How to Save Bandwidth when Displaying Flash Video

Friday, August 17th, 2007
ActionScript 2.0 ActionScript 3.0 Flash

I’m on the technical advisory board for Sessions School of Design, a distance learning school based in New York.  Anjula Duggal, managing editor for the Sessions blog (DesignSessions:  Notes on Design), recently asked me to guest author a handful of articles for them, which I’m happy to do.  Thanks to Anjula and editor Katie Feo for helping to get me squared away!  :)

My first article is here: when-displaying-flash-video/

How to Build a Basic Toggle Button (AS2)

Tuesday, August 14th, 2007
ActionScript 2.0 Flash

kweku and nab have been interested a play/pause button — essentially a toggle button, something that “remembers” when it’s been clicked — and fortunately, the mechanics are fairly simple.  The key to the desired functionality is a Boolean variable.  Let’s take a look.  Keep reading »

How to Build a Basic Slider Widget (AS2)

Tuesday, July 24th, 2007
ActionScript 2.0 Flash

In reply to a request from kweku, here’s another look at the basic slider used in the two-part “How to Build a Flash Video (FLV) Progress Bar” series.  This time, the slider widget, comprised again of two movie clips, will be used to adjust the volume of an FLV video file.  The ActionScript 2.0 involved is fairly straightforward and, in fact, can be cobbled together from existing articles on this blog.  Let’s break it down.  Keep reading »

How to Build a Flash Video (FLV) Progress Bar (Part 2)

Tuesday, July 10th, 2007
ActionScript 2.0

In Part 1, not quite a week ago, we looked at a relatively simple way to track the progress of an FLV file as played without the FLVPlayback Component in a SWF.  Here in Part 2, we’ll make the knob draggable, causing the video to seek to the point in time that corresponds to the knob on its track.  As it turns out, the ActionScript involved doesn’t change all that much.  It may look like a lot more code, but the mechanics should be easy enough to follow.  Keep reading »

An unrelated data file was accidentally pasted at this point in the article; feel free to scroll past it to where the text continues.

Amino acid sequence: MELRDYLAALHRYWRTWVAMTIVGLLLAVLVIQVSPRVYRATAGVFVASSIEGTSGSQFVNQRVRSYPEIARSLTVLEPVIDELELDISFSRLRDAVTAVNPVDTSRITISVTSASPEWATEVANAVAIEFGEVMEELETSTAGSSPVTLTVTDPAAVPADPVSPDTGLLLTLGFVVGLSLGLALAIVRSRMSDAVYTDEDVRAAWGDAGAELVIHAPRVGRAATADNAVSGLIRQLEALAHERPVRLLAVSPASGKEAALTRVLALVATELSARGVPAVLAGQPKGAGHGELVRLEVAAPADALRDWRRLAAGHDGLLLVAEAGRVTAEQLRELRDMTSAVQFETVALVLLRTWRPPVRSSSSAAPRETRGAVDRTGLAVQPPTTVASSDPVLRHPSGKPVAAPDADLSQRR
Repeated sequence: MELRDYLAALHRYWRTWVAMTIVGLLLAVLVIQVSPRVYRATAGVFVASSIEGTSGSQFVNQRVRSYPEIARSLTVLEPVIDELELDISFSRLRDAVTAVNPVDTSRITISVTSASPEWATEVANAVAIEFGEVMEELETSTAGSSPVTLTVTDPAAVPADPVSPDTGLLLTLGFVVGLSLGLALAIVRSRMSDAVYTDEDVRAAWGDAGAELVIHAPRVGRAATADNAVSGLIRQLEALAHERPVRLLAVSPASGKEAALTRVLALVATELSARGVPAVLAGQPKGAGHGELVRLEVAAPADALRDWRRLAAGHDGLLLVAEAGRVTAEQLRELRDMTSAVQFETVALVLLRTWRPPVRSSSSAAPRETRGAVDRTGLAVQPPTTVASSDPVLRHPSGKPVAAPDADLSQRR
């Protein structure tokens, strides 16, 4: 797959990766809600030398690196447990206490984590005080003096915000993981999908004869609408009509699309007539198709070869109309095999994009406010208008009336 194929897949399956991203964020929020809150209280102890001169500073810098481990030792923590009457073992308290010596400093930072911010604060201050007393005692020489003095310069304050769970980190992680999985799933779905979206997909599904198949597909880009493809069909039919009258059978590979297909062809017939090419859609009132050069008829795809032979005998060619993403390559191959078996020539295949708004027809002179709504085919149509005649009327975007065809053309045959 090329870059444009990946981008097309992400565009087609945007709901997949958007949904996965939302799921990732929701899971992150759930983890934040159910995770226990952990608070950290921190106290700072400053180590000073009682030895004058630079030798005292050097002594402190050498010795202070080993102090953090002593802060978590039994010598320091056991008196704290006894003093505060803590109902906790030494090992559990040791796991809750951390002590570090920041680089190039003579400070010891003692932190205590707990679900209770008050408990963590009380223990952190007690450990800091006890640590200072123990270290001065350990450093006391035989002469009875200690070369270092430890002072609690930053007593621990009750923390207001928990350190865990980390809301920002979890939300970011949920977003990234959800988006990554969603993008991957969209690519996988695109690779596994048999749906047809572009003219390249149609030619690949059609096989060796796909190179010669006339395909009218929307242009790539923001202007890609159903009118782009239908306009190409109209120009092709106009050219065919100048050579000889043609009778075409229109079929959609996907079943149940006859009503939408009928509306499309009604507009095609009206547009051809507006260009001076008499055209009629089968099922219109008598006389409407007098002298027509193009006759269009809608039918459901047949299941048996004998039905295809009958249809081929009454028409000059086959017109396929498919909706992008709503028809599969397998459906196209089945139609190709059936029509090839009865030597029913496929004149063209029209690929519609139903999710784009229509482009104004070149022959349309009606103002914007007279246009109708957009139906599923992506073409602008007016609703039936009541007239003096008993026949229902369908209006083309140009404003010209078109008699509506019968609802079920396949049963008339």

How to Build a Flash Video (FLV) Progress Bar (Part 1)

Thursday, July 5th, 2007
ActionScript 2.0

Following on the heels, at least conceptually, of “How to Control Video (FLV) without a Component” here’s a quick look at how to indicate the progression of an FLV by way of a custom made progress bar (thanks for the suggestion, Rick!).  In a follow-up article, I’ll show how to make the progress bar interactive by having the draggable knob seek to keyframes in the FLV.  It turns out that much of the code for this first part derives from “How to Determine the Completion of a Flash Video (FLV) File,” which shows how to determine video length, with and without the use of Components, in ActionScript 2.0.  In this article, we’ll be going the non-Component route, because FLVPlayback already has a progress bar.  Before we delve into the code, we need to prepare two small movie clips.   Keep reading »